Wisconsin Assembly passes $10 million slate of bills to safeguard water

By: Briana Reilly, APG Wisconsin 

A $10 million package of bills seeking to curb water contamination, increase well testing and bolster conservation efforts cleared the Wisconsin Assembly Tuesday. 

The legislation, from the bipartisan Water Quality Task Force, now heads to the state Senate for approval, where other bills have been hung up and faced scrutiny over their price tags, before it can go to Gov. Tony Evers' desk. 

Introduced officially last month, the 13-bill package comes as more attention has been paid to emerging contaminants across Wisconsin, such as PFAS, a group of chemicals linked to cancer, reproductive problems and a host of other health issues.

Lawmakers from both parties applauded the effort and called on the Legislature to build on the actions in future sessions. 

"This is just the start," said Rep. Todd Novak, who chaired the task force. "This is not the end." 

"Water contamination has been decades in the making and it’s going to take some time to get there," the Dodgeville Republican added. 

Democrats credited lawmakers as well as Evers’ declaration of 2019 as “the year of clean drinking water” for getting the legislation to the floor. 

"I don’t think we’d be here with quite a big package of bills if it weren’t for people like Gov. Tony Evers and our DNR secretary," said Democratic Rep. Katrina Shankland, the panel's vice-chair, who also lauded the governor for "leading on this issue." 

All but three of the bills are bipartisan. That trio — including a measure that would change rules for municipal flood control grants — passed over complete opposition from Democrats, while the remaining bills in the package received unanimous support. 

Those include legislation that seeks to increase aid for county conservationist staffing by $2.9 million annually; create an Office of Water Policy within the Wisconsin Geological and Natural History Survey; and form a “nitrogen optimization pilot program” to award grants to agriculture producers and universities that reduce nitrogen use when growing crops.

Other bills would allocate $150,000 for biomanipulation projects to adjust species within a body of water to improve its quality; and provide $250,000 in one-time funding for the collection of firefighting foam that contains PFAS and more. 

There have been separate movements on PFAS already this year. Both the Senate and Assembly approved a bill to limit the use of firefighting foam containing PFAS, which Evers later signed.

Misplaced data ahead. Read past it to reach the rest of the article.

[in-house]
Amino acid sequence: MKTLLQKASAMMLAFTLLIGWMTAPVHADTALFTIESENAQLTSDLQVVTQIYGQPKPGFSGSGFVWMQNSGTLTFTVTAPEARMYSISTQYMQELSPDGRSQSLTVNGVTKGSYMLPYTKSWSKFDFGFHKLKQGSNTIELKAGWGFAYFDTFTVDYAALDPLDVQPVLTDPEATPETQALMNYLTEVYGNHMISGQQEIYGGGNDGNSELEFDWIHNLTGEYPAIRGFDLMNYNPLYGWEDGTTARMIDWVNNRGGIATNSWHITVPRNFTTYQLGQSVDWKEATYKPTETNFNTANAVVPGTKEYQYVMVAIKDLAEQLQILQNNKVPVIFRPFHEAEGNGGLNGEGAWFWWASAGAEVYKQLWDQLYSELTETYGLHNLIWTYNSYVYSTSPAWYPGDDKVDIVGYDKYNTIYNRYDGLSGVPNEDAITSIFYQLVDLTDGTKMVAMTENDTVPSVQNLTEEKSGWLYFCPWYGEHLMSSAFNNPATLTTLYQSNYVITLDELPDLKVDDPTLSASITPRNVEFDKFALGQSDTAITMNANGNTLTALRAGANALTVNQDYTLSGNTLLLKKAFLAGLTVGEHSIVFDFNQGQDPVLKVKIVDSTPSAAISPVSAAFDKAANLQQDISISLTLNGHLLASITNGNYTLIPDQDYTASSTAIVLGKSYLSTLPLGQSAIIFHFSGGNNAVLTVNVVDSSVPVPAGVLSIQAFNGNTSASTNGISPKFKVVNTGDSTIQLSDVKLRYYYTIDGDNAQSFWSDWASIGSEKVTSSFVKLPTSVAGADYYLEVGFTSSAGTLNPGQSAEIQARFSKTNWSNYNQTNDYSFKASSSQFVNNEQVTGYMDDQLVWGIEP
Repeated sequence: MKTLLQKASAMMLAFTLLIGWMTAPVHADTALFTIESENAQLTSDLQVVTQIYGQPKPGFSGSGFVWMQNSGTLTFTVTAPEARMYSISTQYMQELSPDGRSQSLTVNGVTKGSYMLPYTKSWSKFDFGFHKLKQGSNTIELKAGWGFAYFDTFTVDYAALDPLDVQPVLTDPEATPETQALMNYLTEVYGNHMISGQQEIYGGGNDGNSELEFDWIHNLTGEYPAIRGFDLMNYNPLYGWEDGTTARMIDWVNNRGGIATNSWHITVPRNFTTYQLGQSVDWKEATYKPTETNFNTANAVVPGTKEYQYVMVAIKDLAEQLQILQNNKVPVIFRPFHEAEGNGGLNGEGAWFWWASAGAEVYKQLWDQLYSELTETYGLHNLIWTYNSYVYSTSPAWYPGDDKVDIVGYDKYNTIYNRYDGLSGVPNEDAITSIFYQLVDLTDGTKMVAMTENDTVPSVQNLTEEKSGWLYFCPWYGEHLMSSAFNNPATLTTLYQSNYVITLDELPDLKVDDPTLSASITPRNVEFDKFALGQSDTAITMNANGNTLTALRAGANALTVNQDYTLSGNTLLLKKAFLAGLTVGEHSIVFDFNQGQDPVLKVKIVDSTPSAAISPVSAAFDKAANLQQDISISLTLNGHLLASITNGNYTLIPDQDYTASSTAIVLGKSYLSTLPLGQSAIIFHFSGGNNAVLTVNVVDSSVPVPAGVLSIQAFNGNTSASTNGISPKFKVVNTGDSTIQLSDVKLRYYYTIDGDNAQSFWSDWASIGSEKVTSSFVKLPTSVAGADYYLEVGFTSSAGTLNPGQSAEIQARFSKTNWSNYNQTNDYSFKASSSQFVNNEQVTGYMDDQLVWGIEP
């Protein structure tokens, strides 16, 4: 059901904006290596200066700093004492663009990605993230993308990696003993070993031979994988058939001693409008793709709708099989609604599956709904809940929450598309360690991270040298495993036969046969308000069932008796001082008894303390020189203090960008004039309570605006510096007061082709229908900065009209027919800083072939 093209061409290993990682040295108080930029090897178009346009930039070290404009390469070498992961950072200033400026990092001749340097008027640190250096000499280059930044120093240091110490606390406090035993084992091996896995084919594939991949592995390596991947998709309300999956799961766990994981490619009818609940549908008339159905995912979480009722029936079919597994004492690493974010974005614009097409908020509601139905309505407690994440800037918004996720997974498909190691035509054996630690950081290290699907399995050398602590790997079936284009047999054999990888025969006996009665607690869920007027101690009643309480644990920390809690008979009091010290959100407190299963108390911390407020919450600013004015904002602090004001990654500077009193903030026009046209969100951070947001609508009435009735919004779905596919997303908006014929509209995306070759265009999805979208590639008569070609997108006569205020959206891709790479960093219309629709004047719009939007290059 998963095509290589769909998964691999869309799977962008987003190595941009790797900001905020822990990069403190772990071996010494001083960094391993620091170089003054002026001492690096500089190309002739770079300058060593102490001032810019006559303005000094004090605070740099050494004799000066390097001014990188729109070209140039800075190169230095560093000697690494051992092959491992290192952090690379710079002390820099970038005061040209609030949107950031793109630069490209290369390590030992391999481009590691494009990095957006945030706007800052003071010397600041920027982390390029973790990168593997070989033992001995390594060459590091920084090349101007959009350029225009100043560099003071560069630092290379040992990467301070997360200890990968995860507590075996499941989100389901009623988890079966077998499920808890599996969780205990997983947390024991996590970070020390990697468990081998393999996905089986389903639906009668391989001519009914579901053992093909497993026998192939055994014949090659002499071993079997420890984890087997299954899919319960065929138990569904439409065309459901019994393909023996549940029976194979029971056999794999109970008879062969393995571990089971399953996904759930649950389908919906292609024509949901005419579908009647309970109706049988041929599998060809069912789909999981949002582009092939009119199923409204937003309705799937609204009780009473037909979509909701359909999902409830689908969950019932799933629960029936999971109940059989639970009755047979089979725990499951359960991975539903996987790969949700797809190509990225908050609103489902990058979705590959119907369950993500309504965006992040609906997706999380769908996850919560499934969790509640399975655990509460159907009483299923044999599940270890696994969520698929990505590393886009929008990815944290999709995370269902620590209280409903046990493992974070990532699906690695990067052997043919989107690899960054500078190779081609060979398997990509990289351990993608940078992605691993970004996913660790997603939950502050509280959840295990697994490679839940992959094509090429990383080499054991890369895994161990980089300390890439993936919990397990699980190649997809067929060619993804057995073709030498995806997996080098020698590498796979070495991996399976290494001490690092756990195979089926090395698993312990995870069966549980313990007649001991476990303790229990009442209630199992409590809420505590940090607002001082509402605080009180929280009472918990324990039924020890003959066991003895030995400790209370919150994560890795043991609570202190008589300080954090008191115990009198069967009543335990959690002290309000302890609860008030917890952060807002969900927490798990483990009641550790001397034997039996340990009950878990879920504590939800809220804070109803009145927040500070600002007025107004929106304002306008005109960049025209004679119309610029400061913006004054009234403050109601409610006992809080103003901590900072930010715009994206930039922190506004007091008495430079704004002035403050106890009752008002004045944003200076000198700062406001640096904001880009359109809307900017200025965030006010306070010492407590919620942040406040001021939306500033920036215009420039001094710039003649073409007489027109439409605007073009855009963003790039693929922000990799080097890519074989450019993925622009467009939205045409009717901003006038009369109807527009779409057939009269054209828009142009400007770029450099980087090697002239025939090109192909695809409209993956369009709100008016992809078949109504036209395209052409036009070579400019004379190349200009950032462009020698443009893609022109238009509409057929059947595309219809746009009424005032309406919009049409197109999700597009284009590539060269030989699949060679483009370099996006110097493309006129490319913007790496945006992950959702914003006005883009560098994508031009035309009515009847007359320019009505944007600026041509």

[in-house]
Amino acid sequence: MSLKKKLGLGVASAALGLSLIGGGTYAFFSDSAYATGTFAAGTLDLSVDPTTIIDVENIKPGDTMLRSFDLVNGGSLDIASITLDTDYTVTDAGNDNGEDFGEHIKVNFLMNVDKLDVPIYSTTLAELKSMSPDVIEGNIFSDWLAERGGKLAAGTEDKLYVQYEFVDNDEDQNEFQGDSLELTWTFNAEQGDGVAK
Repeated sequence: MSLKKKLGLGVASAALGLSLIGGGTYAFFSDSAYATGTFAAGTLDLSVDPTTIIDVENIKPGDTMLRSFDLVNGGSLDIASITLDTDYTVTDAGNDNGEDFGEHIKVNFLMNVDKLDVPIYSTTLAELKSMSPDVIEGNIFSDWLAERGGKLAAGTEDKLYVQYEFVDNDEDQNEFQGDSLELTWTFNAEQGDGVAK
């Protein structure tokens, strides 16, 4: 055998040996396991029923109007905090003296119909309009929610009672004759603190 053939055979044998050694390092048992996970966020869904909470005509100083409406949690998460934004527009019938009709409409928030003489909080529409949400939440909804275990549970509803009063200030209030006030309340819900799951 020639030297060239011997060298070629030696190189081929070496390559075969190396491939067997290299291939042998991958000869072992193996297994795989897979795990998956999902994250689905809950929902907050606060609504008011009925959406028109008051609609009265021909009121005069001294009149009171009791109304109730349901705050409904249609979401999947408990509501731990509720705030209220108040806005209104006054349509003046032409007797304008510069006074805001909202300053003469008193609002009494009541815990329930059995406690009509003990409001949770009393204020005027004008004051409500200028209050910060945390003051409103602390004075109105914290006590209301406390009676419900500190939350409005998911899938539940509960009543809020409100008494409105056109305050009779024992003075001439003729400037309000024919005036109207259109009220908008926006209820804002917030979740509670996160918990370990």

The governor also highlighted the topic in his State of the State speech, when he urged lawmakers to get the so-called forever chemicals “out of our water.”

Meanwhile, a number of other bills to tackle PFAS are making their way through the committee process, including two comprehensive bipartisan measures carrying a $7.7 million price tag that target already-polluted areas and ways to address existing contamination. 

Still, the push is likely stalled amid opposition from industry groups, who say they were excluded from the drafting process. 

The water quality bills considered Tuesday came about after two lawmakers, including Novak, initially asked that Assembly Speaker Robin Vos create the body in light of a report detailing groundwater contamination in wells in southwestern Wisconsin. Most recently, a new round of research in Grant, Iowa and Lafayette counties found most of the wells tested were contaminated by fecal matter from animals and humans.

Other bills that passed the chamber include: 

  • Legislation that would create a central water pollution credit clearinghouse where large-scale facilities (that discharge pollutants directly into the environment) and farms (that pollute via runoff) could trade with one another. Currently the practice is allowed under state law but backers hope the effort could bolster it. The state Senate passed the legislation in May, and it was approved via voice vote in the Assembly Tuesday. 

  • bipartisan effort designed to drive down prescription drug costs in Wisconsin by creating new rules for pharmaceutical benefit managers, or PBMs, which act as go-betweens for pharmacies and health insurance companies by managing prescription drug plans, negotiating prices and processing claims. It was approved on a 96-0 vote.